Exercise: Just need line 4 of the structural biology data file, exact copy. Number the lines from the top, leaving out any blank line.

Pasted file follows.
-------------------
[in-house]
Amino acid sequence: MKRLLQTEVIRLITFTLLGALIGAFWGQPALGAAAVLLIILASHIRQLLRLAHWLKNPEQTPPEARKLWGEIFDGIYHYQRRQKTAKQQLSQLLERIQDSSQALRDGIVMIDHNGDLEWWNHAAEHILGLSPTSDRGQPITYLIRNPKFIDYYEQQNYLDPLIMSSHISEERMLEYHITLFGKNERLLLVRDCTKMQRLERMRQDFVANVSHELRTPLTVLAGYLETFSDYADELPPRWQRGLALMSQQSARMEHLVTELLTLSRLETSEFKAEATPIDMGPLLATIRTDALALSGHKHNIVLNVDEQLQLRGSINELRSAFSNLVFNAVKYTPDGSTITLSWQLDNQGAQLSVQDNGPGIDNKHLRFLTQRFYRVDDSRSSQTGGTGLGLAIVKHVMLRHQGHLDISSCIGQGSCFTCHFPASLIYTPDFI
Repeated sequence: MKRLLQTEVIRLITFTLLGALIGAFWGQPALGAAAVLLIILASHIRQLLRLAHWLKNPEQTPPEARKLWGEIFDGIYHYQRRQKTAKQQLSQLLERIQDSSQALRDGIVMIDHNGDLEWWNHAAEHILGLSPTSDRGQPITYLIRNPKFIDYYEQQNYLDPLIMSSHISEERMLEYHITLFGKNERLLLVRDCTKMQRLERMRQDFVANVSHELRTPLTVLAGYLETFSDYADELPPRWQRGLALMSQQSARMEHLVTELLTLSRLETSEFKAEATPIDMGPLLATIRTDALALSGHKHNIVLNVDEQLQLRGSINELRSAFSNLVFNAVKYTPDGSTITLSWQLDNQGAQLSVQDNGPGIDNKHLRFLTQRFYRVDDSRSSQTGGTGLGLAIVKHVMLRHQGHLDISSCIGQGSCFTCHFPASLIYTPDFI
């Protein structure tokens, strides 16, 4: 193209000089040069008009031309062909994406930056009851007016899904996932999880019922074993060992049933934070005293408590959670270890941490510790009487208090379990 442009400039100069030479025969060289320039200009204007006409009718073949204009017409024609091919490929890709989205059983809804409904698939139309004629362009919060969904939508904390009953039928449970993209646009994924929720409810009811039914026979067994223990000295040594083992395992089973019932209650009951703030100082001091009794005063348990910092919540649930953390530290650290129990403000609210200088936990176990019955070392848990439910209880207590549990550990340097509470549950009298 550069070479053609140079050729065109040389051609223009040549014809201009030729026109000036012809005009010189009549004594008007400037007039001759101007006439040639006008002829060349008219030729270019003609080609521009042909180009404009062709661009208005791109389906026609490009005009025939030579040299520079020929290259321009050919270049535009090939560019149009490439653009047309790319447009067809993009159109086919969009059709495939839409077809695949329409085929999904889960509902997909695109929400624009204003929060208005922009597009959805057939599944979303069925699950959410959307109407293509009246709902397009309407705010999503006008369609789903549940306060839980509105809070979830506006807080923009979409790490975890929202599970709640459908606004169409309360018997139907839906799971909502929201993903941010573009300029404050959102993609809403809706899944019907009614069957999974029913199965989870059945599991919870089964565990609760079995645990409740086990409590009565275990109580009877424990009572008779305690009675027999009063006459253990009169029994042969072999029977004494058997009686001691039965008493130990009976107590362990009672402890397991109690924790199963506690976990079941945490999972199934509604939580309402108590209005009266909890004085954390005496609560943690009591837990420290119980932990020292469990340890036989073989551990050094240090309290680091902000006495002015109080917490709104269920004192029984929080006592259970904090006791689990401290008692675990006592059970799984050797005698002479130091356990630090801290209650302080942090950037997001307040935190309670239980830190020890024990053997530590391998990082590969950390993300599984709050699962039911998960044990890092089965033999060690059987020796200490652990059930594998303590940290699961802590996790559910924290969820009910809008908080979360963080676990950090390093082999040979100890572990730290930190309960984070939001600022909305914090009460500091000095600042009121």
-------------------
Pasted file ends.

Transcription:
């Protein structure tokens, strides 16, 4: 193209000089040069008009031309062909994406930056009851007016899904996932999880019922074993060992049933934070005293408590959670270890941490510790009487208090379990 442009400039100069030479025969060289320039200009204007006409009718073949204009017409024609091919490929890709989205059983809804409904698939139309004629362009919060969904939508904390009953039928449970993209646009994924929720409810009811039914026979067994223990000295040594083992395992089973019932209650009951703030100082001091009794005063348990910092919540649930953390530290650290129990403000609210200088936990176990019955070392848990439910209880207590549990550990340097509470549950009298 550069070479053609140079050729065109040389051609223009040549014809201009030729026109000036012809005009010189009549004594008007400037007039001759101007006439040639006008002829060349008219030729270019003609080609521009042909180009404009062709661009208005791109389906026609490009005009025939030579040299520079020929290259321009050919270049535009090939560019149009490439653009047309790319447009067809993009159109086919969009059709495939839409077809695949329409085929999904889960509902997909695109929400624009204003929060208005922009597009959805057939599944979303069925699950959410959307109407293509009246709902397009309407705010999503006008369609789903549940306060839980509105809070979830506006807080923009979409790490975890929202599970709640459908606004169409309360018997139907839906799971909502929201993903941010573009300029404050959102993609809403809706899944019907009614069957999974029913199965989870059945599991919870089964565990609760079995645990409740086990409590009565275990109580009877424990009572008779305690009675027999009063006459253990009169029994042969072999029977004494058997009686001691039965008493130990009976107590362990009672402890397991109690924790199963506690976990079941945490999972199934509604939580309402108590209005009266909890004085954390005496609560943690009591837990420290119980932990020292469990340890036989073989551990050094240090309290680091902000006495002015109080917490709104269920004192029984929080006592259970904090006791689990401290008692675990006592059970799984050797005698002479130091356990630090801290209650302080942090950037997001307040935190309670239980830190020890024990053997530590391998990082590969950390993300599984709050699962039911998960044990890092089965033999060690059987020796200490652990059930594998303590940290699961802590996790559910924290969820009910809008908080979360963080676990950090390093082999040979100890572990730290930190309960984070939001600022909305914090009460500091000095600042009121």